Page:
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I may have tried to steer Alex Haley wrong

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It is Thursday, Dec. 19, and it’s bright and brisk. Some might say it’s actually cold.

But I’ve built a fire in our hearth and at the moment, it seems to be thriving on several unsplit logs that came to me courtesy of Hurricane Irma.

This morning I’ve been contemplating the upcoming Democratic primary, wondering if Elizabeth Warren or Mayor Pete Buttigieg will dislodge Joe Biden from his front-running status in South Carolina. I have always believed I had good instincts about elections, and voters, although my instincts were wrong on Donald Trump’s candidacy.

Years ago when WJWJ did local reporting, I was sometimes asked to provide on-the-air commentary while everyone waited for the ballots to be counted. I remember sitting in the studio with Theresa Bruce and answering her questions about voting trends, momentum and what people were looking for in a candidate. I was young and thought I knew the how the world worked.

In those days I was working for Black Land Services on St Helena. Our program, funded by the John Hay Whitney Foundation, was interested in black farmers and keeping those farmers on the their land. Our offices were in the Butler Building at Penn Center.

In the 70s, Penn was a destination for the young, motivated foot soldiers engaged in the Civil Rights movement. There were meetings, retreats and workshops almost every weekend and it was not unusual to see Andrew Young or Julian Bond arguing strategy while sitting on one of the huge oak limbs that descend to within a few feet of the ground.

One afternoon I was working on a case when my partner, Joe McDomick, stuck his head in my office and said there was some wine-drinking under way down by the river. In those days Penn had a guest cottage — built by Leroy Browne — that overlooked the marsh.

If Penn was entertaining a ‘celebrity’ this is where he or she would spend the night. Usually there was a informal reception connected with that guest.

When I arrived I poured myself a glass of wine — I don’t remember the vintage, but in those days I didn’t really care about the grape or the soil that grape grew in — and retreated to the porch with its pleasant view of the water. I had been there several minutes when I noticed another man, alone, on the porch.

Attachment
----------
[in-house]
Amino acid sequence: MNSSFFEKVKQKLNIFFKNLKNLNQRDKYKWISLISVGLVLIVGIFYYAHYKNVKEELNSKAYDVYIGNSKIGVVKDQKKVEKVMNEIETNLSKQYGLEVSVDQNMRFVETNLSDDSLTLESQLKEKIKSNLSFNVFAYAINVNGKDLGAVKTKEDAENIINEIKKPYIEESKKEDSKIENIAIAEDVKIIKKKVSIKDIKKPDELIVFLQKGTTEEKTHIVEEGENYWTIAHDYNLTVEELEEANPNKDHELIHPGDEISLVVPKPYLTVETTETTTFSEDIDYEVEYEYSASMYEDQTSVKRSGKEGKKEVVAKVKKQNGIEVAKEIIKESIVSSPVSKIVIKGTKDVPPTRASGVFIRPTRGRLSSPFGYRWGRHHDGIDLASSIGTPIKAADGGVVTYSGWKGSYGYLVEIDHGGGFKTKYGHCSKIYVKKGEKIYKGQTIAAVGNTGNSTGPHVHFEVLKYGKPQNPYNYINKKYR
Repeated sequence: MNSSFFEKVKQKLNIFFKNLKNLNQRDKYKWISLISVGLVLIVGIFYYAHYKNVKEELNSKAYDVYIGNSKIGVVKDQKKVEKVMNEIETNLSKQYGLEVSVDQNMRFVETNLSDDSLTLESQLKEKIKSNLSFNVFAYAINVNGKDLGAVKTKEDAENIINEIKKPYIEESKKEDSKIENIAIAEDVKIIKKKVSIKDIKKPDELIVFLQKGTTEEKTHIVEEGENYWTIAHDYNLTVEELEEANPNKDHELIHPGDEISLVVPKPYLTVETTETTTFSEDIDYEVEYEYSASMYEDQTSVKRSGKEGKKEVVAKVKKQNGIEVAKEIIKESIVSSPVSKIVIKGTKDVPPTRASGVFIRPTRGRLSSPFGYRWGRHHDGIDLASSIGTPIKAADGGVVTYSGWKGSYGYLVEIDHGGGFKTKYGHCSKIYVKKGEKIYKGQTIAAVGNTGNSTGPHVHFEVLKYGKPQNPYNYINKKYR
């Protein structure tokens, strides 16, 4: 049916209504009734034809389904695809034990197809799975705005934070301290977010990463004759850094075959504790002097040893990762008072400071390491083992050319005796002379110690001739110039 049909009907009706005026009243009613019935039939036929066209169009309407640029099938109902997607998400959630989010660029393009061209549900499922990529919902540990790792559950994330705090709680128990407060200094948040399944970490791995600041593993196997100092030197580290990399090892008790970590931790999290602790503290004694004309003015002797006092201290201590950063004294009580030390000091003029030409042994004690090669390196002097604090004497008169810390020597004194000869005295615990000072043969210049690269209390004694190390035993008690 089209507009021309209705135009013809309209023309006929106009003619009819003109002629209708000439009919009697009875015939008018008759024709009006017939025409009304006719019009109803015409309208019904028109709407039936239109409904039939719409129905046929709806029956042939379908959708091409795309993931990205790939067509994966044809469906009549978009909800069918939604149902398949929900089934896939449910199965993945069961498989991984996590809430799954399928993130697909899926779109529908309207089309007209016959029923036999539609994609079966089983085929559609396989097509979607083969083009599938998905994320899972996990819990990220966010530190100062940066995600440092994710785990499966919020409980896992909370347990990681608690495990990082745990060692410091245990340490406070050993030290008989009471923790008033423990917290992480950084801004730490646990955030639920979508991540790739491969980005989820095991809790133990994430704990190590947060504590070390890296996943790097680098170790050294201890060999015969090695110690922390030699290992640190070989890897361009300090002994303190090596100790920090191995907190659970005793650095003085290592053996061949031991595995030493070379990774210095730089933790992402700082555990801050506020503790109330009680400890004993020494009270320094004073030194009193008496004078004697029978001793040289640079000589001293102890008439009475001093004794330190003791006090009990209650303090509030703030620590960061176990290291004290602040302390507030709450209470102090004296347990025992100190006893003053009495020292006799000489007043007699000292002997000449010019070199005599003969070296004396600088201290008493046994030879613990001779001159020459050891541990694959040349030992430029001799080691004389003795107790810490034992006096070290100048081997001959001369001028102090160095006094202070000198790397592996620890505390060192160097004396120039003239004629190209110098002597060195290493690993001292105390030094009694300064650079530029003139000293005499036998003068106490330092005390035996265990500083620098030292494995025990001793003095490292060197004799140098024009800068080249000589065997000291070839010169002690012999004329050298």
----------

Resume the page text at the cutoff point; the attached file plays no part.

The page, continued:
“Do you live on St Helena?” I asked.

“I’m just passing through,” he said. “I’m originally from Tennessee.”

These were political times and we quickly moved into a conversation about Richard Nixon. Then, tiring of that topic I said, “What do you do for a living?”

“I write,” was his response.

“Anything I might have read?”

“Not really,” he replied. “I’m trying to finish a book and its not going all that well. Actually, I’m here trying to get myself inspired.”

“And your topic?”

“Its about a black family … and it deals with the history of that family.”

“Non-fiction?”

“Let’s say I’m making it as factual as possible.”

He then told me about the research he was doing, and the frustration he was having because there weren’t a lot of records. He had come to Penn to look at some documents that he thought might help him. Then he said, “I sometimes wonder if anyone is really interested? What do you think?”

“I’ve only been at Penn for a year,” I replied. “But my clients don’t seem all that invested in their past. My mother, on the other hand, worships her ancestors. I haven’t seen that here.”

“You may be right,” he said.

“I just don’t think there’s that much interest in African-American genealogy,” I continued. “Maybe you ought to reconsider the premise of your book.”

“Perhaps I should.”

Several years later I found myself in Scribner’s — in New York City — working may way through a pyramid of newly published books.

As picked up one of these novels my eyes were drawn to a photograph of the author on the fly leaf. The man looked familiar but it took me another 30 seconds to realize this was the guy I had spoken to at Penn.

It seemed that Alex Haley’s book was selling pretty well at that particular moment in that particular store.

I remember walking out of the store, turning north on 5th Avenue, and thinking, “You know, my instincts may have been wrong on “Roots.”

Scott Graber is a lawyer, novelist, veteran columnist and longtime resident of Port Royal. Email Scott at cscottgraber@gmail.com.

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